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Systems integration: a core capability of the modern corporation


  • Michael Hobday
  • Andrew Davies
  • Andrea Prencipe


Many of the world's leading firms are developing a new model of industrial organization based on systems integration. Rather than performing all productive tasks in-house, companies are building the capabilities to design and integrate systems, while managing networks of component and subsystem suppliers. This article illustrates how systems integration evolved from its military, engineering-based, origins in the 1940s and 1950s to a modern-day strategic capability across a wide variety of sectors. Taking a resource-based view of the firm, the article shows how systems integration capabilities underpin the way high-technology companies compete by moving selectively up- and downstream in the marketplace through the simultaneous "twin" processes of vertical integration and disintegration. Systems integrators of capital goods move downstream into service-intensive offerings to expand revenue streams and increase profitability. By contrast, producers of high-volume components and consumer goods use systems integration capabilities to exploit upstream relationships with input suppliers. In both cases, strategic options and capabilities are shaped by the life cycle of each product. The article develops a clearer understanding of systems integration, arguing that it now represents a core capability of the modern high-technology corporation. Copyright 2005, Oxford University Press.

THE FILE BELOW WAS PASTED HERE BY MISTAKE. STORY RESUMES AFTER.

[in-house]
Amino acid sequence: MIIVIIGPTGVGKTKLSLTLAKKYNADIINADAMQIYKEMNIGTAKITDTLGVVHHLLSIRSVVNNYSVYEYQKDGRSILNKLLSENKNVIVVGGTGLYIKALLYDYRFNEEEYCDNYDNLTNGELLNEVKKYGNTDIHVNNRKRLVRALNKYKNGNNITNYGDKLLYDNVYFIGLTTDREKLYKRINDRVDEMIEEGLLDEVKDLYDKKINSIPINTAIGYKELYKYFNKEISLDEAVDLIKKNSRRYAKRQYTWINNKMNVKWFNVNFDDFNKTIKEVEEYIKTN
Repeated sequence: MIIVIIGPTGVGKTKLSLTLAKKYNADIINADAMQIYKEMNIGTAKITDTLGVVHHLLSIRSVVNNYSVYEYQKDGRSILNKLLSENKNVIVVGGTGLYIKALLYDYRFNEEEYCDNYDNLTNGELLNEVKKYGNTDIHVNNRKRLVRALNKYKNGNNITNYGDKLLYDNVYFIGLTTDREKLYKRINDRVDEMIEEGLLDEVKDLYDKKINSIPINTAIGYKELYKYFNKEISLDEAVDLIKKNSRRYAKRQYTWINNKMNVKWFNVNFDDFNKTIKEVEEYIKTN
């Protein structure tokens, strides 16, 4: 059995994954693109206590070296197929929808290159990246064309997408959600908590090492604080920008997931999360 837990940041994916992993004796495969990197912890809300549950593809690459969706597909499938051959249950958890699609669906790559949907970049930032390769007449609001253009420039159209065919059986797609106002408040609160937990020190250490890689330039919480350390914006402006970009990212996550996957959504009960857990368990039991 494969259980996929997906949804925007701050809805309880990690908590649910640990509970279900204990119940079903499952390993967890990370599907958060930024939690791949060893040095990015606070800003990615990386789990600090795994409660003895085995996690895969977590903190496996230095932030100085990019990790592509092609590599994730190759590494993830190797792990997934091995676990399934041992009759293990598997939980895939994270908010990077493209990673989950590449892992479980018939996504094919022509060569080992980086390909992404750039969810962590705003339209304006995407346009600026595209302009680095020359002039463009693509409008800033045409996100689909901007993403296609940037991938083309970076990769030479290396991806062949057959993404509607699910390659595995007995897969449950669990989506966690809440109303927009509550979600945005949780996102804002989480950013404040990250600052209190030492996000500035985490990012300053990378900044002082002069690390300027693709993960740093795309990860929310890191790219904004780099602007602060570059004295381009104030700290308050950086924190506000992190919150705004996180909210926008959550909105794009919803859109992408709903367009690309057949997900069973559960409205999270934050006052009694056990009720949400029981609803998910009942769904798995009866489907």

Suggested Citation

  • Michael Hobday & Andrew Davies & Andrea Prencipe, 2005. "Systems integration: a core capability of the modern corporation," Industrial and Corporate Change, Oxford University Press, vol. 14(6), pages 1109-1143, December.
  • Handle: RePEc:oup:indcch:v:14:y:2005:i:6:p:1109-1143

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    References listed on IDEAS

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